Venue, flowers, guest list—so much about traditional wedding planning revolves around one single day. But there’s a trend among millennials who are seeing beyond the cake cutting: They want prenups (and cake too). Gran may never want to even utter the D-word, but this is a generation that not only grew up witnessing nearly 45 percent of marriages end in divorce, but is also getting married later. According to The New York Times, the median age of marriage was 29.5 for men and 27.4 for women in 2017, compared to 23 for men and 20.8 for women in 1970. Children? Those are coming later too. So it makes sense that millennials—older, a little wiser and more independent—are thinking about how to protect themselves long before they say “I do.” Curious? We were too. Here are the answers to all your questions on the trend (including how pets are brought into the mix).
How many millennials want prenups?
There aren’t exact numbers, but the trend is definitely there. According to a recent study conducted by the American Academy of Matrimonial Lawyers, 62 percent of divorce attorneys said they’re being asked more frequently by their clients to draft prenuptial agreements. Of those lawyers being hit up for prenups, 51 percent of them point to millennials as the ones doing the asking.
OK, but why? I thought millennials had less to protect.
Yes, it’s true that compared to baby boomers, millennials have fewer assets to protect. But, as the Pew Research Center notes, the unpredictable economy and job market have been a reason why millennials are hyper-protective of the cash they do have. So when you walk into a marriage at, say, 30 years old, knowing that it could very well end in divorce, why not protect your future assets that could be potentially be up for grabs in a divorce?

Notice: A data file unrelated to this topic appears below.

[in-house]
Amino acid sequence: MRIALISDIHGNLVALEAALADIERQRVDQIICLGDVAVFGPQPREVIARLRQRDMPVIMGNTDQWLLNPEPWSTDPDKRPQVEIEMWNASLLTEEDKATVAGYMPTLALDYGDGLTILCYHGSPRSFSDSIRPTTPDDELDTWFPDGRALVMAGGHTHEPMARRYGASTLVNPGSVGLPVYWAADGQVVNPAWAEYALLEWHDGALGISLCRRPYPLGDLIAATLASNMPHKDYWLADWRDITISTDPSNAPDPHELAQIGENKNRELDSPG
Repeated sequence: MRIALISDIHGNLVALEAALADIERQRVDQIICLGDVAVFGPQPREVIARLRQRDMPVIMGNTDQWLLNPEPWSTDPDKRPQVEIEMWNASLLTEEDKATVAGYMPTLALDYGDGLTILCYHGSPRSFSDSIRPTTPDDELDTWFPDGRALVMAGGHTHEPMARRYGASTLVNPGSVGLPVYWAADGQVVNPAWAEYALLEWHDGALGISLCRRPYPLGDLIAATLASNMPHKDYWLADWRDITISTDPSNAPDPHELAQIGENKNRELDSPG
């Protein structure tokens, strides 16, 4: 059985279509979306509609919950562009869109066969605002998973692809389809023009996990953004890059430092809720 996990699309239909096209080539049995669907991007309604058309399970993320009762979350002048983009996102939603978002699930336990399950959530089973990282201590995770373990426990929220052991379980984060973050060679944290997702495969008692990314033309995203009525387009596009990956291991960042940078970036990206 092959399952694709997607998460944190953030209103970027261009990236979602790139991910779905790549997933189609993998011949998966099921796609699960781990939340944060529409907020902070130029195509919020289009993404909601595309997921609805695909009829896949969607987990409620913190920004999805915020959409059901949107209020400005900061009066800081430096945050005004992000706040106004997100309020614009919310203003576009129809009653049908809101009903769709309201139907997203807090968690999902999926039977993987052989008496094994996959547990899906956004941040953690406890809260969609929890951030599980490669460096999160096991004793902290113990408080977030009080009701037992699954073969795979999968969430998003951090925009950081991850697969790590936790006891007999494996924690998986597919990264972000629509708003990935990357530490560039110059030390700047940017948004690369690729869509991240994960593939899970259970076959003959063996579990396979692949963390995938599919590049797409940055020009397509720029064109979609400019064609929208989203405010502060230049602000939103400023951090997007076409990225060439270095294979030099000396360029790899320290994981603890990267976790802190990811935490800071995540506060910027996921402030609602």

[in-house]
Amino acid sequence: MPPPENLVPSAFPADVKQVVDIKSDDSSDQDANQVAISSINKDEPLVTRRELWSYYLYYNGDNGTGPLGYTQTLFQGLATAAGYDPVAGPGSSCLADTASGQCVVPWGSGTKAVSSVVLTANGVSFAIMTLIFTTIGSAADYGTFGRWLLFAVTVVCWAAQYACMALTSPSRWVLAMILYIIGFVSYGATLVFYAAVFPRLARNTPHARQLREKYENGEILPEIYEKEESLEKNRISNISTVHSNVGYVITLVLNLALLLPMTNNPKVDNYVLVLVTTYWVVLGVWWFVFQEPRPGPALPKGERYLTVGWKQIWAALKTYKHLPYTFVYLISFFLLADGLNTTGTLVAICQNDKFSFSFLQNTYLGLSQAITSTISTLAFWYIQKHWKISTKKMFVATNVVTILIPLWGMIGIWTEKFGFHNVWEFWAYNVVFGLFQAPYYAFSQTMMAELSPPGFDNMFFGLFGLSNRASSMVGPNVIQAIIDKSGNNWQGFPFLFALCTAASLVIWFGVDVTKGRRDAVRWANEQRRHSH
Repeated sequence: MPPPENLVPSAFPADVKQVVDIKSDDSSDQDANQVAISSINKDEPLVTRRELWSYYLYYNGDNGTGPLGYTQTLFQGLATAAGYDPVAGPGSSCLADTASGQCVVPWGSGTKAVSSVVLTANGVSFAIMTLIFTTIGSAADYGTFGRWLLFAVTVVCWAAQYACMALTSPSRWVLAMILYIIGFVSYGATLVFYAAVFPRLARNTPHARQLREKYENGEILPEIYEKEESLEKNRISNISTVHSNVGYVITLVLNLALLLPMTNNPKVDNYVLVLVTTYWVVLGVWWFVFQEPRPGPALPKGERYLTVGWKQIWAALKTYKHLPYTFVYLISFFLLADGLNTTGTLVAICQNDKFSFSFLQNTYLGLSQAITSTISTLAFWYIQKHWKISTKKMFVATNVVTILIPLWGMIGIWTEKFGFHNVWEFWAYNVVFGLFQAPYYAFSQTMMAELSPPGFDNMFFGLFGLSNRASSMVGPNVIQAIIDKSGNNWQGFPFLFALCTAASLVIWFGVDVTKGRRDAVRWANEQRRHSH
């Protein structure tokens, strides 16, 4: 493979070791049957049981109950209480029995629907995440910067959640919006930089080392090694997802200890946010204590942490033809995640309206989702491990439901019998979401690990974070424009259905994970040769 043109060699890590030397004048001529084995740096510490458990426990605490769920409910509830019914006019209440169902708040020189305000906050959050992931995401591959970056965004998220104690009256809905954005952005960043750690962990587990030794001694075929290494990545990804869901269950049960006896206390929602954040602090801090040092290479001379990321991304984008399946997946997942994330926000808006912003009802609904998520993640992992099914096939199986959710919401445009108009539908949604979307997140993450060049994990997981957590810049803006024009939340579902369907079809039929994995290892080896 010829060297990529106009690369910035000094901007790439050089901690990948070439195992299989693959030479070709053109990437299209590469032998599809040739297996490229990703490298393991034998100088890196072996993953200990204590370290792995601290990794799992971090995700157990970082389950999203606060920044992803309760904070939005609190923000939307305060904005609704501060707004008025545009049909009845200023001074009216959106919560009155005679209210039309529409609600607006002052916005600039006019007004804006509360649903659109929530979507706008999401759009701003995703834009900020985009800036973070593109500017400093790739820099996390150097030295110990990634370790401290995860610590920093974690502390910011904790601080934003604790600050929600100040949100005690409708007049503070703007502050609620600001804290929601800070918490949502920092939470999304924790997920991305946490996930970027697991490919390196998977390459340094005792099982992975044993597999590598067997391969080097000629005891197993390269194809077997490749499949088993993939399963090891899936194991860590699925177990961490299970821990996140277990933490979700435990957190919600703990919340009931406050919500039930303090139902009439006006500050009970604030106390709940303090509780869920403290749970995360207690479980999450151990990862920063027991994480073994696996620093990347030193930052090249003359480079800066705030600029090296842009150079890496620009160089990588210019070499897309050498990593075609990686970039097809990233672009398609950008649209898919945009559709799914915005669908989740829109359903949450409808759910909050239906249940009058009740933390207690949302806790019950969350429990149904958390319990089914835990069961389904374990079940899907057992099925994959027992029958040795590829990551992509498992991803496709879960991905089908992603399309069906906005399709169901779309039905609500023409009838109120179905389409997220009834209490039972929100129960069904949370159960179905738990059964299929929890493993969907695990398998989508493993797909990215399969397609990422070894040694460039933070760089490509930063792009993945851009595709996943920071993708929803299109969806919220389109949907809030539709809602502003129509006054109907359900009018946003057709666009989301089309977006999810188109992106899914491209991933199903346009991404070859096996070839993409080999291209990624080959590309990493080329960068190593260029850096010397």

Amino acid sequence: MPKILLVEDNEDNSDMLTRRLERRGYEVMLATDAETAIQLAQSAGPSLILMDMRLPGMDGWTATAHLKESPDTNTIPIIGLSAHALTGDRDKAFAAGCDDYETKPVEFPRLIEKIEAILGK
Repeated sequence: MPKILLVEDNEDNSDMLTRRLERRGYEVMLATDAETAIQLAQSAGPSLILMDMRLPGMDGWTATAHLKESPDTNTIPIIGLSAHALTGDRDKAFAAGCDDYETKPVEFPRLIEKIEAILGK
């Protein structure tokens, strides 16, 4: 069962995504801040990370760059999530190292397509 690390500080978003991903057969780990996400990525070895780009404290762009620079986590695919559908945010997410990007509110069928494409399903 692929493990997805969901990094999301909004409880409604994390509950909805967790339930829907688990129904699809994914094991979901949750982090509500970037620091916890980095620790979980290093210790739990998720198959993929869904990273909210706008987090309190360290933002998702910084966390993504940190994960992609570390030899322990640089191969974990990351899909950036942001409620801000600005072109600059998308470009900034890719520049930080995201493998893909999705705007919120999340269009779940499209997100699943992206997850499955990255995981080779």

And aren’t they riddled with debt?
Ding, ding, ding! Millennials have way more student loan debt than their parents did. Add legally binding vows to the equation, plus the $400,000 loan your partner needs to pay back for law school, and you’re suddenly swimming in very choppy waters. “If there is student loan debt from before the marriage, it will likely be paid by the income both spouses earn during the marriage,” says Andrea Vacca, a New York City-based lawyer. “That means you’re potentially using half of the other person’s money to pay off that debt. A prenup will make it clear who’s paying what ahead of time so that there’s no fighting later.”
Wait, what do pets have to do with millennial prenups?
Children can’t be outlined in a prenup, but as millennials are starting their families later in life, their pets are a different story. “Pets are considered personal property under the laws of most states,” says Vacca. “Your prenup can stipulate everything from how pets will be cared for, to where the funds will come from for extraordinary medical care, to who will keep a pet if there is a divorce, as well as other issues.”
OK, so what’s going into these prenups?
Each one is specific to the couple and must abide by the laws of the state they live in. “I often hear clients say, ‘We just need a simple prenup,’ but what they don’t understand is that every couple is different,” Vacca says. “There are many different issues that can be addressed, including how to define marital versus separate property, how to divide it, whether spousal support will be paid, how much and for how long.”
It seems so…normalized?
Totally! While we’ve been conditioned to think of prenups as offensive (and sure, maybe in some cases they are), millennials are reshaping the conversation. They’re less contentious and more like, “Let’s not be messy if this thing ends.”
We all dream of a happily ever after, but it’s just not the reality for every marriage, so can we blame millennials for having some foresight?